organic treatPeanut Butter Cookies
Dogs love peanut butter, and these cookies are a great way to sneak some fish oil into your dog’s diet. Fish oil improves your dog’s coat, making it shiny, soft, and healthier.Look for organic peanut butter at your grocery store. Many commercial brands of peanut butter have unhealthy hydrogenated oils and additives. Better yet, make your own peanut butter using raw peanuts and peanut oil, and processing the mixture in your food processor.


  • 2 cups of flour (white or wheat, if your pup has no wheat allergies)
  • 1 cup of rolled oats
  • 1/3 cup of smooth peanut butter
  • 1 tablespoon of honey
  • 1/2 tablespoon of fish oil
  • 1 1/2 cups of water


  1. Preheat the oven to 350 degrees Fahrenheit.
  2. Mix the flour and oats together in a large mixing bowl. Pour in one cup of water and blend until smooth. Add in the peanut butter, honey, and fish oil and mix until all the ingredients are well blended.
  3. Slowly add the water until the mixture has a thick and doughy consistency.
  4. Lightly flour a cooking surface. Roll the dough onto the cooking surface to create a 1/4 inch thick sheet.
  5. Use a cookie cutter to create shapes. Place the cookies onto a baking sheet and bake for 40 minutes.
  6. Allow to cool completely before feeding.

Pro Tip: If the dough is too sticky to roll, slowly pad more flour onto the dough ball.

Pet Food

If your cat or dog roamed free in the wild, like his ancestral brothers, his prey's pancreatic and raw muscle enzymes would provide him with all the live, natural enzymes needed for digestion.
Dogs and cats don't produce all of the enzymes they need to digest their food. By nature, their bodies expect to get some from their food. However, most commercial pet foods today don't contain the enzymes found in raw meat.

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Processed foods - devitalized and deficient in essential nutrients - alter epigenetic expression.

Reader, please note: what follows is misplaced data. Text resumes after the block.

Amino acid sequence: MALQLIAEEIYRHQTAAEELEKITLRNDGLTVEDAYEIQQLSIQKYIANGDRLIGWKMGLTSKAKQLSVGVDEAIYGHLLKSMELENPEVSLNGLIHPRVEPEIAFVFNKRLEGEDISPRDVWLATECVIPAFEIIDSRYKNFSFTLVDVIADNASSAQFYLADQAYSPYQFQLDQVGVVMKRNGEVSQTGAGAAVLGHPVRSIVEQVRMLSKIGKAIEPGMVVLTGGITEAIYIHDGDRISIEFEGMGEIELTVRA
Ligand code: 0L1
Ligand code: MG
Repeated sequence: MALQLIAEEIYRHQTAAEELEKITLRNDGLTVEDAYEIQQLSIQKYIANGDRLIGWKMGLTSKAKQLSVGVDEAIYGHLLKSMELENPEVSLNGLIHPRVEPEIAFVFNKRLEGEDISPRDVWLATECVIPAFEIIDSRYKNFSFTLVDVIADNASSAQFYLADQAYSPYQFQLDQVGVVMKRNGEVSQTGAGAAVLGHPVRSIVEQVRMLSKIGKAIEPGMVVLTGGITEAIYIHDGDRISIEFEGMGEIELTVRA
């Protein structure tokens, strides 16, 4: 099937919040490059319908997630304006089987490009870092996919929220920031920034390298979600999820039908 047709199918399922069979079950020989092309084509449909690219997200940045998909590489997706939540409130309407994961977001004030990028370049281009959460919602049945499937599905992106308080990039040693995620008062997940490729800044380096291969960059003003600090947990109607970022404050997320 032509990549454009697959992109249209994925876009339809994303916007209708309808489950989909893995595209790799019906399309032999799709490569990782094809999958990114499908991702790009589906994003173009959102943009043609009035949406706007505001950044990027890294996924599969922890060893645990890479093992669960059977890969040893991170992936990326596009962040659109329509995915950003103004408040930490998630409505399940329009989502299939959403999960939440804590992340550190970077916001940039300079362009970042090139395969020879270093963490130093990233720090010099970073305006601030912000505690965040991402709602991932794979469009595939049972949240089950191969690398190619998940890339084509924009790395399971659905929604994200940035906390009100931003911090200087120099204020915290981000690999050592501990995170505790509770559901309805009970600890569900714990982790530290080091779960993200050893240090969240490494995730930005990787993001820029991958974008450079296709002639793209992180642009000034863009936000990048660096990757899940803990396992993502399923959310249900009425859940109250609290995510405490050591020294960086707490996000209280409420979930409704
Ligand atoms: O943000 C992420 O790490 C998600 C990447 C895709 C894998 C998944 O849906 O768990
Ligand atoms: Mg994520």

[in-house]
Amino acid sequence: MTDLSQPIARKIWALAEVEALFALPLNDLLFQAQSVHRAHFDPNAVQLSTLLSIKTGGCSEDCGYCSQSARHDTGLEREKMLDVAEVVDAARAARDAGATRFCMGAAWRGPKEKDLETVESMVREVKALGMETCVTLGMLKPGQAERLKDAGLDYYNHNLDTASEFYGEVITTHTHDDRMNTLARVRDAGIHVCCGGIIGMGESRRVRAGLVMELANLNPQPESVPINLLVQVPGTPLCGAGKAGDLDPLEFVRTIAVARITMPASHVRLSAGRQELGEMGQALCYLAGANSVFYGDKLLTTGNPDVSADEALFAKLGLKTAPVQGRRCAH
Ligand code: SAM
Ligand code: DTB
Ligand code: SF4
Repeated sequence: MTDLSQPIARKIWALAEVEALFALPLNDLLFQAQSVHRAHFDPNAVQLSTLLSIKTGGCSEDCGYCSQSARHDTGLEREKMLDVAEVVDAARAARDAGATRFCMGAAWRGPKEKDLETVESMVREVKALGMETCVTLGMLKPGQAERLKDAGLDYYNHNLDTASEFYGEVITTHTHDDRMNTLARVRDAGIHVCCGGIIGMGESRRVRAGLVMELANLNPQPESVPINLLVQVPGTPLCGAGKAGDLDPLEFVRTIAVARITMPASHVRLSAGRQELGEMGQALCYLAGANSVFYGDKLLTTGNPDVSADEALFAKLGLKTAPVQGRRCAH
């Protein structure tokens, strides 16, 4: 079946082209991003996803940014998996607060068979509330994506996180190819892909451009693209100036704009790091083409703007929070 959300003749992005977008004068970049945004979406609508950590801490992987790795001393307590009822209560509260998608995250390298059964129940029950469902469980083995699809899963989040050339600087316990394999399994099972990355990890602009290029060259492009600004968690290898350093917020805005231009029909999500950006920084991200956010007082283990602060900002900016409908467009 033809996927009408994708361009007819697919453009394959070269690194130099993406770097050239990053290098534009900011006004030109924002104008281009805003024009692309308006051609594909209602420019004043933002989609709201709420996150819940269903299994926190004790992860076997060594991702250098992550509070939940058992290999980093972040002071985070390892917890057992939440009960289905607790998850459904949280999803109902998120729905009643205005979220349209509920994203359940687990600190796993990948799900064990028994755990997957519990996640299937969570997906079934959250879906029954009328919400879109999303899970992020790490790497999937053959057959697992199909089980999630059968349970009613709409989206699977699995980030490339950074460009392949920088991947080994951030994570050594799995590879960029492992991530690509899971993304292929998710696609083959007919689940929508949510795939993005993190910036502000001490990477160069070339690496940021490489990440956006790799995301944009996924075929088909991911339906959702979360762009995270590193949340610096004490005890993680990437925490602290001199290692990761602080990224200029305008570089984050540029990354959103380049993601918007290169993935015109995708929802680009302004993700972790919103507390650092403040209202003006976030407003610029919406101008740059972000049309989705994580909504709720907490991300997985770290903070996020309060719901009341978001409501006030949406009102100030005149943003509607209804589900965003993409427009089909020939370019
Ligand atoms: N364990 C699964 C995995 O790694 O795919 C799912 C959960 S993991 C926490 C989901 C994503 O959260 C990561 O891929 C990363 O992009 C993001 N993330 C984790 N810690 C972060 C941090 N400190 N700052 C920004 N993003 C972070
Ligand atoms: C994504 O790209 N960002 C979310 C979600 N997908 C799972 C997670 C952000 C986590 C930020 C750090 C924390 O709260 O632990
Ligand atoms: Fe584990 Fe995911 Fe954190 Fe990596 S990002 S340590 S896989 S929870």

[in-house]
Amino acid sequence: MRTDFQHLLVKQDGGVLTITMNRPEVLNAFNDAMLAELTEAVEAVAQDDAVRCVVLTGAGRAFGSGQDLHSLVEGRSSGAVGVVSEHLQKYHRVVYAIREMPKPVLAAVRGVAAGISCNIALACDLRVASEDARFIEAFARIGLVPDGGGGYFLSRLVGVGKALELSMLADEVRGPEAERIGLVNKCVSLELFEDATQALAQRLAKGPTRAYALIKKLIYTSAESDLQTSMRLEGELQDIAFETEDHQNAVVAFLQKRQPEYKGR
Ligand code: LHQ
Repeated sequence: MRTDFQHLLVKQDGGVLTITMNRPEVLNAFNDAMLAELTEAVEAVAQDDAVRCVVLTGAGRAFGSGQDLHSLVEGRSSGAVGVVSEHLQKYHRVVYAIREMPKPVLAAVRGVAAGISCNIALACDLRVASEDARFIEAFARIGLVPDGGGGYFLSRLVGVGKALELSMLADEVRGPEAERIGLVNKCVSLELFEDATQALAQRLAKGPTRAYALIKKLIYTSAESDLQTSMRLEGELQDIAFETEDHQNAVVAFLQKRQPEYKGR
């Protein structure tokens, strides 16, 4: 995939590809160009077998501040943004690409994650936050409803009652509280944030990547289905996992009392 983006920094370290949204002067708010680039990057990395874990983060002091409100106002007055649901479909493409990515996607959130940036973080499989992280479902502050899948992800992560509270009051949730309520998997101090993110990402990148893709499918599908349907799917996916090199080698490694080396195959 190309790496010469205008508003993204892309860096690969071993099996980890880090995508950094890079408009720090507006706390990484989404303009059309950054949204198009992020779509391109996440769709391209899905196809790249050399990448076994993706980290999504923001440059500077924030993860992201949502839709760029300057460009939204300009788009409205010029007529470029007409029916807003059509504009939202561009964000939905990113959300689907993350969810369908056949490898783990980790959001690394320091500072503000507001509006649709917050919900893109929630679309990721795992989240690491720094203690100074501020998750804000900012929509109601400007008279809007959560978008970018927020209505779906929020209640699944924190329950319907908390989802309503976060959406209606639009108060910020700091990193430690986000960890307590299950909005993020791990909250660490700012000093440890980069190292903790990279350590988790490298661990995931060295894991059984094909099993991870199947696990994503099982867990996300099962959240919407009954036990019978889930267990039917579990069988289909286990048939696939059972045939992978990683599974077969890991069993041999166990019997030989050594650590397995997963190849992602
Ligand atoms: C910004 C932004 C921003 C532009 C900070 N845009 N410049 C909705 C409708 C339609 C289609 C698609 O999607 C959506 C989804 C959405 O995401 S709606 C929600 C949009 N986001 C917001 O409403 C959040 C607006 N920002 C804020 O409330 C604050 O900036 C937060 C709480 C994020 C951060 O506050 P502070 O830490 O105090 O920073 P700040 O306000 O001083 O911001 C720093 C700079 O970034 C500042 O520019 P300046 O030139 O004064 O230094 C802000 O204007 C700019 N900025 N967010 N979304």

raw cat foodDr. Francis Pottenger, Jr., conducted a nutritional experiment on successive generations of cats that proved an irrefutable link between nutrition and epigenetic inheritance. In his milestone study, he fed one group of cats (along with their progeny) an unnatural diet of cooked meat and milk. He fed another group their natural diet - raw meat and raw milk. The results were spectacular. While the raw-food cats remained in perfect health through generations, the cooked-food cats experienced progressive debilitation "including bone malformations, disease, and mental deterioration." By the third generation, these cats became disease-ridden and sterile.


Why I Don’t Recommend Lucerne in Pet Diets

pupsThere are several reasons I don’t recommend feeding alfalfa as a meat replacement protein to dogs or cats, including:
  • While lucerne is high in protein, proteins derived from plants don’t contain all the amino acids your carnivorous dog or cat requires. That’s why pets require meat-based nutrition -- the protein in animal tissue provides a complete amino acid profile.
  • Like soy, lucerne contains phytoestrogens, which are plant estrogens that are well-documented endocrine disruptors.
  • Lucerne contains several saponins, which are glycosides with a foaming characteristic. Saponins are anti-nutrients, meaning they interfere with absorption of essential nutrients.
Nutritionally speaking, air-dried alfalfa contains between 14 and 22 percent protein, 10 percent ash, less than 5 percent crude fat, and 15 to 30 percent crude fiber. Most of the fiber is insoluble. Alfalfa is a source of calcium, potassium and other trace minerals, as well as beta-carotene, vitamin K and various B vitamins. The plant also contains chlorophyll, and its leaves contain a number of other bioactive compounds including saponins and phytoestrogens.
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